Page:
Sunday, 29 January 2012

FIA Radar 1 through the Pleiades, and Geostationary satellites in Orion

 click image to enlarge

The picture above (10s exposure taken with a Canon 450D and SamYang 1.4/85 mm lens) shows the classified military Radar reconnaissance satellite FIA Radar 1 (10-046A) sailing smack through the Pleiades last Friday.

Friday evening started clear, and I took the opportunity do so some observing. Using the SamYang 1.4/85 mm and the Carl Zeiss Jena Sonnar MC 2.8/180mm, I not only obtained the picture of FIA Radar 1 above, but I also targetted some geostationary satellites, imaging several of them in Orion.

Among the targets were the classified military communication satellite Milstar 5 (02-001A), the SDS data relay satellite USA 227 (11-011A) and the SIGINT satellite Mentor 2 (98-029A). Two other classified objects were captured as by-catch of these objects: the SIGINT satellite Vortex 6 (89-035A) and the object "Unknown 110623" (11-674A), an amateur-discovered object in GTO that is probably a spent rocket booster of a military launch. Note how it created a tiny trail in the image below as it was moving northwards through Orion.

The images below show these objects. Milstar 5, Vortex 6, UNK 110623 plus the two non-classified commercial communication satellites Eutelsat W2 (98-056A) and Intelsat New Dawn (11-016A) are all in the same 10-degree wide 85mm image. The stars of Orion's belt are visible in the top of the image, and Milstar 5 is close to the Orion Nebula. Orion's belt stars are visible at left in the Mentor 2 image as well.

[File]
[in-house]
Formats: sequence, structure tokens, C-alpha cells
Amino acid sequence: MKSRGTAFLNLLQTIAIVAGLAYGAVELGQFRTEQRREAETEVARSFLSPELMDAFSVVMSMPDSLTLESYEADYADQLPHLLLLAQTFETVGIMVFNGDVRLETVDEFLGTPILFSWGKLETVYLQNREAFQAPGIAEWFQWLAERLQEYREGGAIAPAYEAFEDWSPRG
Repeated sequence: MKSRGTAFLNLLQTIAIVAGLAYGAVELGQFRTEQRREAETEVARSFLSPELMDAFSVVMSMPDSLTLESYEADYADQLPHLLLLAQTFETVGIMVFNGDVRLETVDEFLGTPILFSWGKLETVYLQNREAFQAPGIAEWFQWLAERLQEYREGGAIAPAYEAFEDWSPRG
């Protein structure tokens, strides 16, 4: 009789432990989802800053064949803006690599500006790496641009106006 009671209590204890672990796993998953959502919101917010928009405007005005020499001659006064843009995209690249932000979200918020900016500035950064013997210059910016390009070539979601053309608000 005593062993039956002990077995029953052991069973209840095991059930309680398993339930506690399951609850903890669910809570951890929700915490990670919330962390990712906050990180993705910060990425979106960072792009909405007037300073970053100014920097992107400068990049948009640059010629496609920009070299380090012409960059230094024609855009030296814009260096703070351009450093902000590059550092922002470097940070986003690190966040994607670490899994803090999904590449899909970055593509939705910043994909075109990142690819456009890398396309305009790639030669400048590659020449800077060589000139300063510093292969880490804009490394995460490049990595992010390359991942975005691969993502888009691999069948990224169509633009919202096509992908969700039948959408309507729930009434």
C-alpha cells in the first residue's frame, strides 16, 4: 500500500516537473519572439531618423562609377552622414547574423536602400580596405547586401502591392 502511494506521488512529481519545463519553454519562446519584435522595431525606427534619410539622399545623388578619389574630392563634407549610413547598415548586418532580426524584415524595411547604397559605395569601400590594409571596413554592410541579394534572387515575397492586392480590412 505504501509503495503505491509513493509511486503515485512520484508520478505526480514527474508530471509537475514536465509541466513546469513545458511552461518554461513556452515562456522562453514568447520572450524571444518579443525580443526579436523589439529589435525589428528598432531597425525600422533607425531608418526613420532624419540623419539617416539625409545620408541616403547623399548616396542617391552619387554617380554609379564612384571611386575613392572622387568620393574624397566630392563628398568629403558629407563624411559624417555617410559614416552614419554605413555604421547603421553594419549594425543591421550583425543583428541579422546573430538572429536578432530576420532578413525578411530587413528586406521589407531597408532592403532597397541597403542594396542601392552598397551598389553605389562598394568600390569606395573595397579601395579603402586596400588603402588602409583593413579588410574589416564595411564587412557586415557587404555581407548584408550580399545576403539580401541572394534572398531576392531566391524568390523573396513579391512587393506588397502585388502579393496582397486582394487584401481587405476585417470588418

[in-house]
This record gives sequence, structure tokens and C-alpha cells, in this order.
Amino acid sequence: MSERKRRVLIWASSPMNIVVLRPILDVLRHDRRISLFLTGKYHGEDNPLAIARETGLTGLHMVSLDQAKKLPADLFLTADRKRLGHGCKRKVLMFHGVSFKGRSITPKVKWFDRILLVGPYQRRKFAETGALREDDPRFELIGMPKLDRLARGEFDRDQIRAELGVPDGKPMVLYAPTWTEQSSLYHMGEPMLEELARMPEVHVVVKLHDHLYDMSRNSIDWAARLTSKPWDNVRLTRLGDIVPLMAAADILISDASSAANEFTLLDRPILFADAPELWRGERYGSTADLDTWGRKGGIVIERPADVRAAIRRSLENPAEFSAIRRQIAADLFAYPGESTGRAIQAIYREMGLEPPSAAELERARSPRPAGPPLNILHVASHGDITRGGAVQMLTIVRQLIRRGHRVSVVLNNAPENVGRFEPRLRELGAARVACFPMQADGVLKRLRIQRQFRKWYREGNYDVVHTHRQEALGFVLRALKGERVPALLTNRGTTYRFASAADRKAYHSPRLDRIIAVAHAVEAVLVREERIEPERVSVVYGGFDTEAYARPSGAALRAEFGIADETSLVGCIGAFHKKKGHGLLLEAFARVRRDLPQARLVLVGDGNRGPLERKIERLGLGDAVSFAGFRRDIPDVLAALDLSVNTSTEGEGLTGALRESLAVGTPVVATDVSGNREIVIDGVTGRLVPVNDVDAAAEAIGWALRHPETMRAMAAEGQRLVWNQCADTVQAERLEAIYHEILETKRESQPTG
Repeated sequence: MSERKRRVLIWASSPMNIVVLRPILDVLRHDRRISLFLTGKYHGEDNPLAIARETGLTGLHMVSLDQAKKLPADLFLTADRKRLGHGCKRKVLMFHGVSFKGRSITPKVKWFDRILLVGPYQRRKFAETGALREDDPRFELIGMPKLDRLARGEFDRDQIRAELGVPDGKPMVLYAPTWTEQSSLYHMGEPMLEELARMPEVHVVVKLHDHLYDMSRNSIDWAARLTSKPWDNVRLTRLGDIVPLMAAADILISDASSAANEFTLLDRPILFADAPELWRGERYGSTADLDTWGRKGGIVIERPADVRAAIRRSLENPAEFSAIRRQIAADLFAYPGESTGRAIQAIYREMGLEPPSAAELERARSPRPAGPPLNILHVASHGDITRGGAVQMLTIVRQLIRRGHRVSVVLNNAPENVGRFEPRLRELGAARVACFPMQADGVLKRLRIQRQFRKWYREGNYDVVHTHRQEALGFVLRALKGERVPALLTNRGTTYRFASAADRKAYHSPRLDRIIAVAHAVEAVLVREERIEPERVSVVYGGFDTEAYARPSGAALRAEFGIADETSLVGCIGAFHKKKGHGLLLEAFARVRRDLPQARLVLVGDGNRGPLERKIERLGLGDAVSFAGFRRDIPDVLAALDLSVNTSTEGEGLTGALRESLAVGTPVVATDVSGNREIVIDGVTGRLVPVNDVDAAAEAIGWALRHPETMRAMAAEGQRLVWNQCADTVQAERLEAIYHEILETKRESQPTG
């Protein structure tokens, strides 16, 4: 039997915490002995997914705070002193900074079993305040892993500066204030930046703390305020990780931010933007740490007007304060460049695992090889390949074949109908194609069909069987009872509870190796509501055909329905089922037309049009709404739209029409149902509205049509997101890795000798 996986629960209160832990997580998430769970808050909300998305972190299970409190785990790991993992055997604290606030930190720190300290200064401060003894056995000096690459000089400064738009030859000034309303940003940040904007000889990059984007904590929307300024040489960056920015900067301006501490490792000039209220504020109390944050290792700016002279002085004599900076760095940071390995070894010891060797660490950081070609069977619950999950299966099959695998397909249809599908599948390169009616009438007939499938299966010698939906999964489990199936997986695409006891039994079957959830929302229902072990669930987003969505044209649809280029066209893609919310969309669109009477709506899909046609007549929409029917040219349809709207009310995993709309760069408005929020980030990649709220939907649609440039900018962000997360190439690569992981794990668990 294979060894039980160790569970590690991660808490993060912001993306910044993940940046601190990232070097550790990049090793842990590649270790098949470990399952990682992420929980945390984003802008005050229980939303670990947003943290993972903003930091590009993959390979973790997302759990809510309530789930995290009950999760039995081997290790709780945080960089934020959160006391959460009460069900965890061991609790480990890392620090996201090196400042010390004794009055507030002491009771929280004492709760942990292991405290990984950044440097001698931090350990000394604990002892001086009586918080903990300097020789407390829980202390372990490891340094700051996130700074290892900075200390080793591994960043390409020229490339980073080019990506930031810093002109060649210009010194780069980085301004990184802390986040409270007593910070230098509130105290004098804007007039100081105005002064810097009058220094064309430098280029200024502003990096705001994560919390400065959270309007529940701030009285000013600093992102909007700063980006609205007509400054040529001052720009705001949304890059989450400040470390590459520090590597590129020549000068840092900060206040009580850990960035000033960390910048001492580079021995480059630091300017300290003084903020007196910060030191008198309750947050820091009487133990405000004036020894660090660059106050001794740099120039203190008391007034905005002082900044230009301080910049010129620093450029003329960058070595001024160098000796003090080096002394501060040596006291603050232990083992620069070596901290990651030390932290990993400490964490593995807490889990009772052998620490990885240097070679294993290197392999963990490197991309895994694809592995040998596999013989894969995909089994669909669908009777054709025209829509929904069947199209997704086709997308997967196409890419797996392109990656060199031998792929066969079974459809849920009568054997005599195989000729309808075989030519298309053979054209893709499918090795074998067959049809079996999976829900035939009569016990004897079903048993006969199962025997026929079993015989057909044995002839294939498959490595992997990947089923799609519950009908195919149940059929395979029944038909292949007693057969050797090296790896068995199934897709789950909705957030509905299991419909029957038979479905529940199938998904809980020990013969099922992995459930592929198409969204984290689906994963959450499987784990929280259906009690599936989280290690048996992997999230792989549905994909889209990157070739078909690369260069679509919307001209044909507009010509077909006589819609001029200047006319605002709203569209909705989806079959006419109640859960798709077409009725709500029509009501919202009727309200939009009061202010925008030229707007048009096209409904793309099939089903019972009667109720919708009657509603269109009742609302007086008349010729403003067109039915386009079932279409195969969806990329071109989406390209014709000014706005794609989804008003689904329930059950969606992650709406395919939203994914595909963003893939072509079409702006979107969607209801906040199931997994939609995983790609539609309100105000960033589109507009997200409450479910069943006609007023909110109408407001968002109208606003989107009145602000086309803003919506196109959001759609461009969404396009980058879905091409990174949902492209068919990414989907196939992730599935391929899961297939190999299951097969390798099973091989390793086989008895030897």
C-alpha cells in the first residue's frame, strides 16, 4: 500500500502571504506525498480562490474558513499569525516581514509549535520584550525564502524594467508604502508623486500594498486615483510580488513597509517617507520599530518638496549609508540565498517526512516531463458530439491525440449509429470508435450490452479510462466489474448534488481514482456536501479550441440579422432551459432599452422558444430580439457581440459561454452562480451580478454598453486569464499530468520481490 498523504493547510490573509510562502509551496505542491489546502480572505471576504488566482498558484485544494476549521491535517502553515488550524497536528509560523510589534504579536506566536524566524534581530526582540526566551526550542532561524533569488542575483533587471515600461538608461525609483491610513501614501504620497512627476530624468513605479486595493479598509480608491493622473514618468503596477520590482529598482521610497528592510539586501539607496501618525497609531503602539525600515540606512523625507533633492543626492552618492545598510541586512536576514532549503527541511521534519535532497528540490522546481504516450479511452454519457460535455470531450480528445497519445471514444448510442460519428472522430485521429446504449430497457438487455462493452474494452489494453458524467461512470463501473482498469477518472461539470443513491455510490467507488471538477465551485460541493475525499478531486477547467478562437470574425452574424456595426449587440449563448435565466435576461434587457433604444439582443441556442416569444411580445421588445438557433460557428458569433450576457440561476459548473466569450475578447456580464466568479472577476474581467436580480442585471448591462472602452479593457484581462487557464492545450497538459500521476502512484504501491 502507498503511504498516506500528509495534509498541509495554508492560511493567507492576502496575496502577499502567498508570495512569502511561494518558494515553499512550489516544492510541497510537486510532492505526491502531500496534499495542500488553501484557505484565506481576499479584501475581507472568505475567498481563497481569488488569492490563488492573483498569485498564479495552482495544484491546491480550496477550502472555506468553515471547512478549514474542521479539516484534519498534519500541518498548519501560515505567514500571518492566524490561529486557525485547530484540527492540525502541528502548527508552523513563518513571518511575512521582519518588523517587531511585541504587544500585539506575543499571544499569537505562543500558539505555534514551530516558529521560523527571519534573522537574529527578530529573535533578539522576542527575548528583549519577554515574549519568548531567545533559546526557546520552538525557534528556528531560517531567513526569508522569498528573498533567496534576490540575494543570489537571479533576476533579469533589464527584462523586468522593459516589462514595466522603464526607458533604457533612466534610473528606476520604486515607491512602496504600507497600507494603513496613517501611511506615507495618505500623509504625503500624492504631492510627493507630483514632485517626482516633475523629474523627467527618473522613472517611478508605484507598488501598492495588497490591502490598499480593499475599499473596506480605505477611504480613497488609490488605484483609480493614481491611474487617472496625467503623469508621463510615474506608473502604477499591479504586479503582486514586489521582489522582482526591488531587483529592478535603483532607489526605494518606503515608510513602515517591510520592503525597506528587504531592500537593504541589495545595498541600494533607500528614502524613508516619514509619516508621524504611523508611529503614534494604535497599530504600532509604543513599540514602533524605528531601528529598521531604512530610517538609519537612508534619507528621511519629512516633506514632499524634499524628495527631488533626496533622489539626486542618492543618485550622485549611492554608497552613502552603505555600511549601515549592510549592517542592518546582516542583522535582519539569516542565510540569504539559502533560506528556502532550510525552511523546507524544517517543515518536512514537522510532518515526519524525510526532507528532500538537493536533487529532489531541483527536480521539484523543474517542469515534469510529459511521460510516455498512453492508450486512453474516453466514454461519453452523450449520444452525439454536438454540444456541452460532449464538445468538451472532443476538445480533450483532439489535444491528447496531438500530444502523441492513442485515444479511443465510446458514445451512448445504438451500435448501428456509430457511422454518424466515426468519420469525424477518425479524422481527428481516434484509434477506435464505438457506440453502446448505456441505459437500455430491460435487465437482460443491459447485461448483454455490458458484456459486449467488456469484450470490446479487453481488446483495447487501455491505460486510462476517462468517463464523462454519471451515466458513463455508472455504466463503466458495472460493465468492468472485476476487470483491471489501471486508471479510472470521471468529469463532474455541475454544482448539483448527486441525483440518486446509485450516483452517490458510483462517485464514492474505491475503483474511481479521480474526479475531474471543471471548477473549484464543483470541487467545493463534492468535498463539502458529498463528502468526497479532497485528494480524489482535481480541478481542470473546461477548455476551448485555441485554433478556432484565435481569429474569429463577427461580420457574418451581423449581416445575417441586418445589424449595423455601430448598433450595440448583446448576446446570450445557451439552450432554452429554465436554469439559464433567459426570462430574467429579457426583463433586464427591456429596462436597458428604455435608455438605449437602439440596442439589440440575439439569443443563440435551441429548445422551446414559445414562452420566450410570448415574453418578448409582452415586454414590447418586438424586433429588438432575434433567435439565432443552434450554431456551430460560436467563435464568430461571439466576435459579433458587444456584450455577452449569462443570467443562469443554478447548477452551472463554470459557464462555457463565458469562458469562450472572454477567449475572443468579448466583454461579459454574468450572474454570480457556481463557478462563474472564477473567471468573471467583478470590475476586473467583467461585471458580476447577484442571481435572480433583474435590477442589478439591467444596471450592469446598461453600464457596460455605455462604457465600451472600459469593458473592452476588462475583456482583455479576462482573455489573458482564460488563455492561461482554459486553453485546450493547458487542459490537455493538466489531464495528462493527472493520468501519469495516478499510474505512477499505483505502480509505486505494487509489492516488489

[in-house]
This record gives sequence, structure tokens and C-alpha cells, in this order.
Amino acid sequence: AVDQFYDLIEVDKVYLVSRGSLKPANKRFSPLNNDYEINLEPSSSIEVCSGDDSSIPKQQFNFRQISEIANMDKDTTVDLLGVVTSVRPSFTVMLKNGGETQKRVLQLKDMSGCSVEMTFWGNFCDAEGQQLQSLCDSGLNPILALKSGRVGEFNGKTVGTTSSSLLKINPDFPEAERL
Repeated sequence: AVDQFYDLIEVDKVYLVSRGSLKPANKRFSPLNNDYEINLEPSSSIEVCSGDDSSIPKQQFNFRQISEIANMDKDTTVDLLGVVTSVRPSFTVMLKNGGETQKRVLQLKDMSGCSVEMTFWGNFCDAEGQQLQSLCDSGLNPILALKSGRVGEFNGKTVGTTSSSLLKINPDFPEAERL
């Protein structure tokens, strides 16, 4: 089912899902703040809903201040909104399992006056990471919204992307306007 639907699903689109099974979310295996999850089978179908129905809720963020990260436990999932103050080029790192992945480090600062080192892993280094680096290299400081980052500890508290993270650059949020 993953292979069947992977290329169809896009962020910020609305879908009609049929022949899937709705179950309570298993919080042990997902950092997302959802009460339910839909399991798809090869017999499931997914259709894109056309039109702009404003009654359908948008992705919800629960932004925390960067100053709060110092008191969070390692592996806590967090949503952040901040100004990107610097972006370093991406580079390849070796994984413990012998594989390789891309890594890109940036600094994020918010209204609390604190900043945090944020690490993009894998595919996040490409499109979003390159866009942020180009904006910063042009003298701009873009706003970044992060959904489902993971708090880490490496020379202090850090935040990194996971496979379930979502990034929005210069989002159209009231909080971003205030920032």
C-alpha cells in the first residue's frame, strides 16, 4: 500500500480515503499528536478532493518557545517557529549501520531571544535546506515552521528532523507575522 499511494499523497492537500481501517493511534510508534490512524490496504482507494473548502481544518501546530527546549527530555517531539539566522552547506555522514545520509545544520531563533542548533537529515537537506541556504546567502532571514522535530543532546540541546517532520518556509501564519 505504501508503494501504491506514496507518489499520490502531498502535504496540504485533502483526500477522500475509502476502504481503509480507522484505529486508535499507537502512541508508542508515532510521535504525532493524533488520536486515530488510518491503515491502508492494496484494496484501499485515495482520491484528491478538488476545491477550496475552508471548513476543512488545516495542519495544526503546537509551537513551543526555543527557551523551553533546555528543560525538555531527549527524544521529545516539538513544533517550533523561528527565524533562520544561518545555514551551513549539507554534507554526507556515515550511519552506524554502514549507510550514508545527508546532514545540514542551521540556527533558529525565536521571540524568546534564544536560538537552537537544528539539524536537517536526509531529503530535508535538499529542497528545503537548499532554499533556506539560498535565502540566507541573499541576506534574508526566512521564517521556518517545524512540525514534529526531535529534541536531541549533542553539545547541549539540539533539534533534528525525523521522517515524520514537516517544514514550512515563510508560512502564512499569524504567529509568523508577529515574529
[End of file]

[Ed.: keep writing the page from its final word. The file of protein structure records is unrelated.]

click images to enlarge

In one of the other images taken last Friday evening, another commercial geostationary communication satellite, Intelsat 4 (95-040A) was captured while it briefly flared brightly at about 18:58:30 UTC (27 Jan).

The FIA radar and a number of geostationary objects (Mentor 2, Mentor 4) and the NOSS 3-3 r/b were imaged by me two weeks earlier as well, observations on January 14 and 15 which I had not reported here earlier. I also tried to relocate PAN, which recently has been relocated again but so far has not been recovered, although both Greg in South Africa and I in the Netherlands have tried.

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